Mark Adamo’s new work currently receiving its world premiere run at The San Francisco Opera, The Gospel of Mary Magdalene, is all about excavation. The metaphor of digging runs throughout the musically fecund work both explicitly and implicitly, reminding us in our age so obsessed with shiny surfaces, to look below for meaning.
The story, which seeks to reinstate the controversial and oft-derided Biblical figure of Mary Magdalene as a key player rather than marginal nobody in the life of Jesus, is framed by an archaeological dig.
As a group of archaeologists at the site sing about their desire to discover deeper truths about the Biblical past through finding evidence that supports new truths that lie embedded in the earth, so Adamo’s powerful musical score, coupled by nuanced and moving performances from the cast — the American mezzo soprano Sasha Cooke is particularly mesmerizing in the title role — serve to take us beyond the merely shallow.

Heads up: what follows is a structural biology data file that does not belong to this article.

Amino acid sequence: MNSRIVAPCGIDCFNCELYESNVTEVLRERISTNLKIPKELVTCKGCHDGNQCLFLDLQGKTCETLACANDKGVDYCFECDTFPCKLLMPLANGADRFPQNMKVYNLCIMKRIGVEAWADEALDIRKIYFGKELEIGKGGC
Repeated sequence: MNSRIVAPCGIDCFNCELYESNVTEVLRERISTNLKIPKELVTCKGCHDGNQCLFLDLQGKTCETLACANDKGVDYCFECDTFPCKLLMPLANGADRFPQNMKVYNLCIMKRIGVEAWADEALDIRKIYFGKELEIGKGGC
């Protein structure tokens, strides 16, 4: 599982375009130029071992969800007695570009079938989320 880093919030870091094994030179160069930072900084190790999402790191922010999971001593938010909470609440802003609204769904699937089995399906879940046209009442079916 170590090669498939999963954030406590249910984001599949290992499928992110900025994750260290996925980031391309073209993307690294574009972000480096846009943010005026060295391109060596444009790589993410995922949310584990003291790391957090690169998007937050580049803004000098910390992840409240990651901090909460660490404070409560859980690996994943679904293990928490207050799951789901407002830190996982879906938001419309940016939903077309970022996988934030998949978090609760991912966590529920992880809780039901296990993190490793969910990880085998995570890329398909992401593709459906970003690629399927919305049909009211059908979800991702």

If Adamo’s extensive scholarship on Mary Magdalene makes the narrative feel a little bloated and over-mined (scholarly footnotes even appear in the libretto), the composer’s straight-to-the-heart use of language and engulfing musical sonoroties force the listener to become deeply involved in the characters’ stories.
The fact that some of the arias feel like show tunes, complete with soaring melodies and lots of sentiment, easily draws listeners in. But there’s nothing easy or superficial about Adamo’s writing. The use of instrumentation creates constantly surprising timbres and the restless harmonic landscape undercuts the fluidity of the lines to make us understand that there’s more going on in each scene than surface texture.